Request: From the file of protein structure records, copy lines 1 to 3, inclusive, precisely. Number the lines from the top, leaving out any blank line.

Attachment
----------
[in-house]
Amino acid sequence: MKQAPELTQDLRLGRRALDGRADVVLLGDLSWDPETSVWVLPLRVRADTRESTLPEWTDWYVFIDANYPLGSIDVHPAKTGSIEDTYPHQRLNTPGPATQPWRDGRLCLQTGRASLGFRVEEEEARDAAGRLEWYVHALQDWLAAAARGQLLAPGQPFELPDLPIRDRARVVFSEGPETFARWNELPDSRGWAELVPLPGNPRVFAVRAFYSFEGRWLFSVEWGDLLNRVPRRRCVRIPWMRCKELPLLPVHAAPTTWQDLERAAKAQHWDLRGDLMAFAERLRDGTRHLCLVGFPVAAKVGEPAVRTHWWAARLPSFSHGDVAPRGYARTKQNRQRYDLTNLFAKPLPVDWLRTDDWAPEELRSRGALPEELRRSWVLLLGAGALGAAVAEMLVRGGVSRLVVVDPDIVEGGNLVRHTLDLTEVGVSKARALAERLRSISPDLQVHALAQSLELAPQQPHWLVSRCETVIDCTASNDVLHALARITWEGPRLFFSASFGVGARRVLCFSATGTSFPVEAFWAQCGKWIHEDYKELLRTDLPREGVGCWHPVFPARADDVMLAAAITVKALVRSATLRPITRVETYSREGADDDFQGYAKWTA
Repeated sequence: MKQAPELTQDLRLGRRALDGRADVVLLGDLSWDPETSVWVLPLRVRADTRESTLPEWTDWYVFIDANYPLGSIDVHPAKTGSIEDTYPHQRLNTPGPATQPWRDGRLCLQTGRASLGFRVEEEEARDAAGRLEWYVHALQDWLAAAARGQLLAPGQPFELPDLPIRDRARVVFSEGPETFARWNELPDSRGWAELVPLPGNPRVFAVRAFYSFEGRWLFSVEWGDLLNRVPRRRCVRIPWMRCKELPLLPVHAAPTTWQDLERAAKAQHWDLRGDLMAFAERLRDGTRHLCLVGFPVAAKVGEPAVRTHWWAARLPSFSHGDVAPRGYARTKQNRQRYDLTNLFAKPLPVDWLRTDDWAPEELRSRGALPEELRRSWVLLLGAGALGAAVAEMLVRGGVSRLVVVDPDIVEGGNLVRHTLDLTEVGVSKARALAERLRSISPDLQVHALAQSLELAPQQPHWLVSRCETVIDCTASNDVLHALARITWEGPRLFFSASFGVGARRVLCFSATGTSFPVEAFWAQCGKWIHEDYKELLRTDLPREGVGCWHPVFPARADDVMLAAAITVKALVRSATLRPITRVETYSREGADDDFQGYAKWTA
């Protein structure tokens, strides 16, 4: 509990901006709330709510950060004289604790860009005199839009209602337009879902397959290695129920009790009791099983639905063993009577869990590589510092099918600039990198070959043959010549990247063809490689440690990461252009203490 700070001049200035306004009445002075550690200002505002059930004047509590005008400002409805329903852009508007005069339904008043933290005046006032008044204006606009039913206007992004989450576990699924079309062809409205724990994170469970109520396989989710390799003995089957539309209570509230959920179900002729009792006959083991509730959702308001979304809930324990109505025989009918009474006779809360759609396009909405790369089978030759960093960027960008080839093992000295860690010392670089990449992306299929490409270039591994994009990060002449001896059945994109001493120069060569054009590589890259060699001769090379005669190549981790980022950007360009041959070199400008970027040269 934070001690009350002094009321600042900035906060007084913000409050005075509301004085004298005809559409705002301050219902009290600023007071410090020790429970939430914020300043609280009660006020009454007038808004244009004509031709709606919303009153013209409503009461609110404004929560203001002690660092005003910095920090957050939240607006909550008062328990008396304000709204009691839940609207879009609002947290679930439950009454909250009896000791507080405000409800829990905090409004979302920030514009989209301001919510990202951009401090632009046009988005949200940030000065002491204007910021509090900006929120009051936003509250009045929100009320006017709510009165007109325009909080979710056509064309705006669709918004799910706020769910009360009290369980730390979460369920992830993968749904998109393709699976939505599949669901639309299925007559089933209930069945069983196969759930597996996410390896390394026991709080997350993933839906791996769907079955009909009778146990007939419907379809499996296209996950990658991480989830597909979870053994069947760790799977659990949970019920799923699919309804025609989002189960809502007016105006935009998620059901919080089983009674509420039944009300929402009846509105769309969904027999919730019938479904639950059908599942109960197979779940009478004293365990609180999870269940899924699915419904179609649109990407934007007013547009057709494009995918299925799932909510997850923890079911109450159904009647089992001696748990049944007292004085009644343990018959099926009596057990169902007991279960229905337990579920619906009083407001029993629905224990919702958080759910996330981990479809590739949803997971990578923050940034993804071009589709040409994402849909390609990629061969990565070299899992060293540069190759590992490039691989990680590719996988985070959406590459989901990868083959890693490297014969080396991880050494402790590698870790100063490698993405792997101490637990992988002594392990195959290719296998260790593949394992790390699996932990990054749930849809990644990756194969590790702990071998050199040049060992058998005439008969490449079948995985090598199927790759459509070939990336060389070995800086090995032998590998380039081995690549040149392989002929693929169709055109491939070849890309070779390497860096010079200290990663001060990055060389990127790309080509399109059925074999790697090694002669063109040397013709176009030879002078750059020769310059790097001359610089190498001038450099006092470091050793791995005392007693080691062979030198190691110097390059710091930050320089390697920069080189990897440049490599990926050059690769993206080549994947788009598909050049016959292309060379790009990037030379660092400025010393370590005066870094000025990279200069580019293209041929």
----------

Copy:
[in-house]
Amino acid sequence: MKQAPELTQDLRLGRRALDGRADVVLLGDLSWDPETSVWVLPLRVRADTRESTLPEWTDWYVFIDANYPLGSIDVHPAKTGSIEDTYPHQRLNTPGPATQPWRDGRLCLQTGRASLGFRVEEEEARDAAGRLEWYVHALQDWLAAAARGQLLAPGQPFELPDLPIRDRARVVFSEGPETFARWNELPDSRGWAELVPLPGNPRVFAVRAFYSFEGRWLFSVEWGDLLNRVPRRRCVRIPWMRCKELPLLPVHAAPTTWQDLERAAKAQHWDLRGDLMAFAERLRDGTRHLCLVGFPVAAKVGEPAVRTHWWAARLPSFSHGDVAPRGYARTKQNRQRYDLTNLFAKPLPVDWLRTDDWAPEELRSRGALPEELRRSWVLLLGAGALGAAVAEMLVRGGVSRLVVVDPDIVEGGNLVRHTLDLTEVGVSKARALAERLRSISPDLQVHALAQSLELAPQQPHWLVSRCETVIDCTASNDVLHALARITWEGPRLFFSASFGVGARRVLCFSATGTSFPVEAFWAQCGKWIHEDYKELLRTDLPREGVGCWHPVFPARADDVMLAAAITVKALVRSATLRPITRVETYSREGADDDFQGYAKWTA
Repeated sequence: MKQAPELTQDLRLGRRALDGRADVVLLGDLSWDPETSVWVLPLRVRADTRESTLPEWTDWYVFIDANYPLGSIDVHPAKTGSIEDTYPHQRLNTPGPATQPWRDGRLCLQTGRASLGFRVEEEEARDAAGRLEWYVHALQDWLAAAARGQLLAPGQPFELPDLPIRDRARVVFSEGPETFARWNELPDSRGWAELVPLPGNPRVFAVRAFYSFEGRWLFSVEWGDLLNRVPRRRCVRIPWMRCKELPLLPVHAAPTTWQDLERAAKAQHWDLRGDLMAFAERLRDGTRHLCLVGFPVAAKVGEPAVRTHWWAARLPSFSHGDVAPRGYARTKQNRQRYDLTNLFAKPLPVDWLRTDDWAPEELRSRGALPEELRRSWVLLLGAGALGAAVAEMLVRGGVSRLVVVDPDIVEGGNLVRHTLDLTEVGVSKARALAERLRSISPDLQVHALAQSLELAPQQPHWLVSRCETVIDCTASNDVLHALARITWEGPRLFFSASFGVGARRVLCFSATGTSFPVEAFWAQCGKWIHEDYKELLRTDLPREGVGCWHPVFPARADDVMLAAAITVKALVRSATLRPITRVETYSREGADDDFQGYAKWTA